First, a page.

The countercyclical business is also highly counterintuitive to conventional brand marketers. And the 44-year-old founder-CEO of Telebrands-marketer of the Smart Mop, AmberVision sunglasses and more-believes the blue-chippers crowding into his space will have trouble learning the rules.
As dot-com advertisers drove DRTV rates up in 2000, the media crunch helped send the company into Chapter 11. Now it's slimmed from 250 to 40 employees into a largely virtual marketer designed to test about 50 concepts annually to find three to five winners.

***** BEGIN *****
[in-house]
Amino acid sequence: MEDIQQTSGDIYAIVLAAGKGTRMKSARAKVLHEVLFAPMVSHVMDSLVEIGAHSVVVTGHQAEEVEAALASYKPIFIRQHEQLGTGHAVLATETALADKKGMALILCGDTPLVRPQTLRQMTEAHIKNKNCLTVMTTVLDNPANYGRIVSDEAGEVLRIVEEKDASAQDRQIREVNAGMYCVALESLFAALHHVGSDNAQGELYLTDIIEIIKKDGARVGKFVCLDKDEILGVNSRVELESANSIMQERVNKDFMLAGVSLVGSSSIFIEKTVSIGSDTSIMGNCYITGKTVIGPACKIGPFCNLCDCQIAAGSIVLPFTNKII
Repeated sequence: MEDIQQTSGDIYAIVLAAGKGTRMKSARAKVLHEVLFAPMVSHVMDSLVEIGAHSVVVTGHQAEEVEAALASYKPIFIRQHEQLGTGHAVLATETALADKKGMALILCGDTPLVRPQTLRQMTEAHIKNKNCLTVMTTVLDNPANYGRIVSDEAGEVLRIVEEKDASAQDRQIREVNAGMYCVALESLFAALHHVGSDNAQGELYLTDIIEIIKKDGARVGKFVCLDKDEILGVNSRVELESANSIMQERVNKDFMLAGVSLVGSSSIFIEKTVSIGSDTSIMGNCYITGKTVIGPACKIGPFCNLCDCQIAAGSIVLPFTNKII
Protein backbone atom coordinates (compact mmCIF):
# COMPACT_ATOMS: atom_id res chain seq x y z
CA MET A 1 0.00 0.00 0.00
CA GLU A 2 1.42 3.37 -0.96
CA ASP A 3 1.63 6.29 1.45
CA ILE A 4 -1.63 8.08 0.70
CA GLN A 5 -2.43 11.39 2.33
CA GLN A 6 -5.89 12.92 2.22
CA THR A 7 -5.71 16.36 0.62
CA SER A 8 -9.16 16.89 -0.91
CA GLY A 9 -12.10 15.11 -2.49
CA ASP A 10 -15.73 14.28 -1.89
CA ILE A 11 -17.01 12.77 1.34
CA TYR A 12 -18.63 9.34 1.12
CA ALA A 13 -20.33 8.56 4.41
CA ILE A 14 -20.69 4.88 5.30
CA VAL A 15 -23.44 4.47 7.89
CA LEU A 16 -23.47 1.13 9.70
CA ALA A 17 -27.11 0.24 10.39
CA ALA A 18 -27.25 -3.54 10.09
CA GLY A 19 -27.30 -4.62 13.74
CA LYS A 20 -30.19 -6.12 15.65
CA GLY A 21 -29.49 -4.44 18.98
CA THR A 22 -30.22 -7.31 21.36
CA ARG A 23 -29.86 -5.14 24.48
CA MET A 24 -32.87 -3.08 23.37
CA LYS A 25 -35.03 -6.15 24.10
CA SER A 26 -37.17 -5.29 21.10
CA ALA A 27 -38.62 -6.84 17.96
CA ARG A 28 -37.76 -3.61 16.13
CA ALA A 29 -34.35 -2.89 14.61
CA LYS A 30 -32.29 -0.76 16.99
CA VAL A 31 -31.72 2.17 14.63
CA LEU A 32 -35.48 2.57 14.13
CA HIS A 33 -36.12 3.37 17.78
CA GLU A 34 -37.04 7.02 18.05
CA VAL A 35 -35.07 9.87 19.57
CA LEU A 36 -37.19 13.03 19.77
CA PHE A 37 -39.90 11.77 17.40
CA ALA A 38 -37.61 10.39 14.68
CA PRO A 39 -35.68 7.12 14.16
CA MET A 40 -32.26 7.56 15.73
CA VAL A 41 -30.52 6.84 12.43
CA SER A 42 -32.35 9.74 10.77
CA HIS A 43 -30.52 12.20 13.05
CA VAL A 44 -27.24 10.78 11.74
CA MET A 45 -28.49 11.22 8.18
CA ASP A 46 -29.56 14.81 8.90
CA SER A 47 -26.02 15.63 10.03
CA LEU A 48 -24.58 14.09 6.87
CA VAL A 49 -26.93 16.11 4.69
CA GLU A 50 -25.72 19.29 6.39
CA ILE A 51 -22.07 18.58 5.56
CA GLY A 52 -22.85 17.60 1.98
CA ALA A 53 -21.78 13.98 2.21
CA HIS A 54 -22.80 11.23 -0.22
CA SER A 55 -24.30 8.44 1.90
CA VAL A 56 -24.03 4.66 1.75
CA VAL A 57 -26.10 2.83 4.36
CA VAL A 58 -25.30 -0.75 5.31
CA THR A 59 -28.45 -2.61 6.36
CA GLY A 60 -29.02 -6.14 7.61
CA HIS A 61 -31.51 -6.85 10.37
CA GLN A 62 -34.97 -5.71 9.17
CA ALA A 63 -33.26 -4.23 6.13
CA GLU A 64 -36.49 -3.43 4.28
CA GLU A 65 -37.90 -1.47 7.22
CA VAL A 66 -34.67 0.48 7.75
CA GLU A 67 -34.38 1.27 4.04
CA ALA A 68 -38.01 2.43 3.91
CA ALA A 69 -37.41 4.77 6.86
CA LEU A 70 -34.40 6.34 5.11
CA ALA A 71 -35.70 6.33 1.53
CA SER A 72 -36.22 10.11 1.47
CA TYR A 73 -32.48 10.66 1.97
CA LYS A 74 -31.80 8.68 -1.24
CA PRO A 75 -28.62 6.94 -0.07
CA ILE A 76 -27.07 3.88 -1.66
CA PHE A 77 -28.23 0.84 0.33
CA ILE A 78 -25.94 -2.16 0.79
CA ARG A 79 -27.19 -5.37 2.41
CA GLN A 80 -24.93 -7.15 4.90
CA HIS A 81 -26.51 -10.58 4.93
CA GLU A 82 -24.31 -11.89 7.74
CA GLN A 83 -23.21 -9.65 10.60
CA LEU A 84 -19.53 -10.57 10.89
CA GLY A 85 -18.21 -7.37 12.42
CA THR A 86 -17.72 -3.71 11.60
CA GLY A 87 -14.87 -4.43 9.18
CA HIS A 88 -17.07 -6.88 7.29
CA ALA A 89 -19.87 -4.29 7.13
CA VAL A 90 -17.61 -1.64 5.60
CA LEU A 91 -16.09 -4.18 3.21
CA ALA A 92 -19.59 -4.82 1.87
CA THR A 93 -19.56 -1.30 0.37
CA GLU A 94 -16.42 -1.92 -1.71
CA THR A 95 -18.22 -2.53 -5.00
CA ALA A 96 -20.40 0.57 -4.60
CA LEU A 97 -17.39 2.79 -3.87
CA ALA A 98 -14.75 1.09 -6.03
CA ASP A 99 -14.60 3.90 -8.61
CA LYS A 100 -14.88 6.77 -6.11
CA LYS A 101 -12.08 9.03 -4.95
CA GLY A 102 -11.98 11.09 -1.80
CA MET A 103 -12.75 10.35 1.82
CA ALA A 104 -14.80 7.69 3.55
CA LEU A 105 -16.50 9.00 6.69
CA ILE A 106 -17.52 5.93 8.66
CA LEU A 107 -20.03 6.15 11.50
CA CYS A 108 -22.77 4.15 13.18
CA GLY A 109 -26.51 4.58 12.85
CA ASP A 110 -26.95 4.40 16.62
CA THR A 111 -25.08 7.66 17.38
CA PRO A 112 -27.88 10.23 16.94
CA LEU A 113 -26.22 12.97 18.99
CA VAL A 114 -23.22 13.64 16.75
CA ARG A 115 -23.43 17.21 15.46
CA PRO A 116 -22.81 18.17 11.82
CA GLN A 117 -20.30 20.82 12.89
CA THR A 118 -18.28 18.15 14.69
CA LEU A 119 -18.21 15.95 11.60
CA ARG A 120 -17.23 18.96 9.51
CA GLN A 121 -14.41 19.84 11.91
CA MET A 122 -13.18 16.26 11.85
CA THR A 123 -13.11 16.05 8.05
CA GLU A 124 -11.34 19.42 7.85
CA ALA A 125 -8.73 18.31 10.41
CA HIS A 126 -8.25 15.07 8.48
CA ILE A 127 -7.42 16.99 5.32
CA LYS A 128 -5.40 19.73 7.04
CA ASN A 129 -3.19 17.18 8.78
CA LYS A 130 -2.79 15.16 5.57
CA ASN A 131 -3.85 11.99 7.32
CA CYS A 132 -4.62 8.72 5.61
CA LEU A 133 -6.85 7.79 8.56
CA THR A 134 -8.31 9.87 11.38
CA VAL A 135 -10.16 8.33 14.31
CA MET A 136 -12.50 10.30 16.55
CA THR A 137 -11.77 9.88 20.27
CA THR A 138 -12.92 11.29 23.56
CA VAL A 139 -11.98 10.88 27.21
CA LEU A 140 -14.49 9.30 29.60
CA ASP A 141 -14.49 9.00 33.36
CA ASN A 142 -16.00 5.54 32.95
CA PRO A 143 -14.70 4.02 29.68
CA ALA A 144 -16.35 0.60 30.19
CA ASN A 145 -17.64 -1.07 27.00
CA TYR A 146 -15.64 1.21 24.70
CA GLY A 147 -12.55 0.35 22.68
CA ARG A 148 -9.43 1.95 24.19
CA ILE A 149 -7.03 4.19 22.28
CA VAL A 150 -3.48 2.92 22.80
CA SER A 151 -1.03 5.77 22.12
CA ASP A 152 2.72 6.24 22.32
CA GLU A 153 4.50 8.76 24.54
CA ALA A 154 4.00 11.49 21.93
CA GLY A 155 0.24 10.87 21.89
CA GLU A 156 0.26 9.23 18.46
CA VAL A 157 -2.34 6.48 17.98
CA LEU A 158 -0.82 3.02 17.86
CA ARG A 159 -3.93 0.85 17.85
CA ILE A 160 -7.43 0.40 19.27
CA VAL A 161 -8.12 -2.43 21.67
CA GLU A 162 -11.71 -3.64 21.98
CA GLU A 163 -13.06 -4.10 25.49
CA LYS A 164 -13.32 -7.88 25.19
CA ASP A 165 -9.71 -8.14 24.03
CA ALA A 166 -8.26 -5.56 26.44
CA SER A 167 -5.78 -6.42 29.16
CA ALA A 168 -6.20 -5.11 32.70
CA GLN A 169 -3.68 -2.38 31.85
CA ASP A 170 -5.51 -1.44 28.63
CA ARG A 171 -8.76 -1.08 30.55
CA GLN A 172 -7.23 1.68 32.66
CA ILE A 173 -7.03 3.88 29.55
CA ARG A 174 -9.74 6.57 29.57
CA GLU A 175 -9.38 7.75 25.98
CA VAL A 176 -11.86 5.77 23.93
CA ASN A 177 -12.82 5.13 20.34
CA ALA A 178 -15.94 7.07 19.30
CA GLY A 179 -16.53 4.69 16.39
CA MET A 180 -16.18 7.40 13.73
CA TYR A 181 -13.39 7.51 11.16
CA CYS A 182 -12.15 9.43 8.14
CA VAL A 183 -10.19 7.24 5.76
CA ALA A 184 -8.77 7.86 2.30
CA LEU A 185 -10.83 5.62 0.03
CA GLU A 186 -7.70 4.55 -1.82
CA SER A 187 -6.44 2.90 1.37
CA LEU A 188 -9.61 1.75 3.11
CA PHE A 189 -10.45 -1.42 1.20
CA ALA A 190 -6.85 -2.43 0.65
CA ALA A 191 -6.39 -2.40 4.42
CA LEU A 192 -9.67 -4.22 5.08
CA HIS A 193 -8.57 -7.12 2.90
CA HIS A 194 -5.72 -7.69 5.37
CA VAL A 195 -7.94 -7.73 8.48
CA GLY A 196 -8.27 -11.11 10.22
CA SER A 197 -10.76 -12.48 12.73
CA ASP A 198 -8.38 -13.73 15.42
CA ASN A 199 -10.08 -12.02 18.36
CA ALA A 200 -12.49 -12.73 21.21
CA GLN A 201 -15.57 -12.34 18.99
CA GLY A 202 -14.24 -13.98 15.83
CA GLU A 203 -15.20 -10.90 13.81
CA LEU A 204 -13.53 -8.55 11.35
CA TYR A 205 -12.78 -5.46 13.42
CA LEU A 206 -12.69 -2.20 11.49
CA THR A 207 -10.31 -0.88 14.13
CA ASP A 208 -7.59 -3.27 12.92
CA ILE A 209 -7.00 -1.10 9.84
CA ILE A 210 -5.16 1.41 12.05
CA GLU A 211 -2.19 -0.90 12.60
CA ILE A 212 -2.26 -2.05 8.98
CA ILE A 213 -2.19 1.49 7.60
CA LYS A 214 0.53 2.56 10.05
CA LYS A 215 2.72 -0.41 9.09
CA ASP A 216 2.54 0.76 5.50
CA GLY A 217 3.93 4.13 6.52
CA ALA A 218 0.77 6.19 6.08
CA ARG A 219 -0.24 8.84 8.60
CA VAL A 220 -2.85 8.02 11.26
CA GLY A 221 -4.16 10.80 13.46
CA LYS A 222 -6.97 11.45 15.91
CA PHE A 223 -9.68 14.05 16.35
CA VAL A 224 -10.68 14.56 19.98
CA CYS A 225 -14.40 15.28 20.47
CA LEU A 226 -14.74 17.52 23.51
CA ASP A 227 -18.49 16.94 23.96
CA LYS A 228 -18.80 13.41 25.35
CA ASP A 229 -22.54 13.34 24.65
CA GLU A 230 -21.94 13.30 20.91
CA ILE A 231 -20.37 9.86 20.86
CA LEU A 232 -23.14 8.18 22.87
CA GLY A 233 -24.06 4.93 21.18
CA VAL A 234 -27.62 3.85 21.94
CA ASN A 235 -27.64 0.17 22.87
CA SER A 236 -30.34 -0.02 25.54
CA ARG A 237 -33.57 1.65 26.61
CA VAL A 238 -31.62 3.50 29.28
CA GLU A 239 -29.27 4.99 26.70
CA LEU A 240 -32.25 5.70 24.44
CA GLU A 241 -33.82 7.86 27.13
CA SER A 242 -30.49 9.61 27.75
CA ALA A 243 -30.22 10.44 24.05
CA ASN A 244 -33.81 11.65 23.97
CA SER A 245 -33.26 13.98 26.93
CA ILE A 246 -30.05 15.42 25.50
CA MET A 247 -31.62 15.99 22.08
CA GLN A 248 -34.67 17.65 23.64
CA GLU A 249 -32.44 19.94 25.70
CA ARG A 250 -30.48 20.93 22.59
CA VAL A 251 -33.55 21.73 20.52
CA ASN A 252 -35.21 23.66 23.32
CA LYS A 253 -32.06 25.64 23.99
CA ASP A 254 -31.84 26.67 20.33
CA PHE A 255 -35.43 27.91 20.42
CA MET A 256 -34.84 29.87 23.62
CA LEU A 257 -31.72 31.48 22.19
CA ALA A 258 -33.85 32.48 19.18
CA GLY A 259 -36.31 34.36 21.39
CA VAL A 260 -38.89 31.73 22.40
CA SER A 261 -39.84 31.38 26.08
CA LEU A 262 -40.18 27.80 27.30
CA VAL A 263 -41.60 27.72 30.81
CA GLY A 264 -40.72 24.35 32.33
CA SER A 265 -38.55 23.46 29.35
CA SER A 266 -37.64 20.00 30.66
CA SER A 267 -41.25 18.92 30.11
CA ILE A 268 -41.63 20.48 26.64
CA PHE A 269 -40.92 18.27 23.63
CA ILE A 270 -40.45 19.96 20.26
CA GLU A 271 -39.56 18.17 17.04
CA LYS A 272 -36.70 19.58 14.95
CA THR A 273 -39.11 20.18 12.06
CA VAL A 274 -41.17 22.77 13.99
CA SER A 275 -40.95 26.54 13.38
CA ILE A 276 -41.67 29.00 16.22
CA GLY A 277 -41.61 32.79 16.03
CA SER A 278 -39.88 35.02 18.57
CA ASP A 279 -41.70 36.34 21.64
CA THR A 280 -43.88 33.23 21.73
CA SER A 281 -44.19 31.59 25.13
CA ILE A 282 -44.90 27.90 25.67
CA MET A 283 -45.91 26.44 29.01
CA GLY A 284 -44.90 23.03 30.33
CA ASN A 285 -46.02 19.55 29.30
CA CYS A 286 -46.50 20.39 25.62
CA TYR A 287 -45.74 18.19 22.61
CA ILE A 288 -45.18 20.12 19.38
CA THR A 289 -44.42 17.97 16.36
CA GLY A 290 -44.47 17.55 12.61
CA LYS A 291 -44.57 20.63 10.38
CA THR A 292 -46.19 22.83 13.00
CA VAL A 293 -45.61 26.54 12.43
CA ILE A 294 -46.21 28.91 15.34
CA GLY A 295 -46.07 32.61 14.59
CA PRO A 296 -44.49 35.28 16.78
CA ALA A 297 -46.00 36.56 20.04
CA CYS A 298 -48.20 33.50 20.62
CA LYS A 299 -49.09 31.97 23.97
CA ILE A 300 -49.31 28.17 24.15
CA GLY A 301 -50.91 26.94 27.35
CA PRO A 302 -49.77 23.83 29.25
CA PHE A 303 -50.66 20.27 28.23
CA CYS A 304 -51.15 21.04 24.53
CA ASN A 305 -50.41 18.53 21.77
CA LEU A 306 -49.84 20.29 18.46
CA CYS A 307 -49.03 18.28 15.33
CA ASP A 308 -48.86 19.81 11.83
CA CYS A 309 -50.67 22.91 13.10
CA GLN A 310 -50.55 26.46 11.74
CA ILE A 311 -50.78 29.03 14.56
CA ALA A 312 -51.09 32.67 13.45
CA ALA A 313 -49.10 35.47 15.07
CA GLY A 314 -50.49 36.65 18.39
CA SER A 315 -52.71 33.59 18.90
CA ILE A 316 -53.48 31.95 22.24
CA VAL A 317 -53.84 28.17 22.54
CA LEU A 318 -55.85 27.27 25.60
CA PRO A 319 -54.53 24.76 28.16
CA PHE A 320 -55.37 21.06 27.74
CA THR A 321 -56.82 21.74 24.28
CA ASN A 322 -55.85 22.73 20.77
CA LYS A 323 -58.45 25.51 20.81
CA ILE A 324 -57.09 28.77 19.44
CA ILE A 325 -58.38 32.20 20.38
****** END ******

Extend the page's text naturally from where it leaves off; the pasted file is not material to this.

His latest is Doggy Steps,a new trick to let old dogs easily climb onto or into sofas, beds and cars. He expects it to generate $60 million to $150 million in retail sales. Like all his new products, he expects the product to be widely knocked off within a year. He'll bail out as soon as he sees sales decline, then move onto his next product.
"P&G doesn't want a schlocky commercial," Mr. Khubani said. "That's fortunate for us, because we don't want the P&G's doing what we do. All we care about is selling."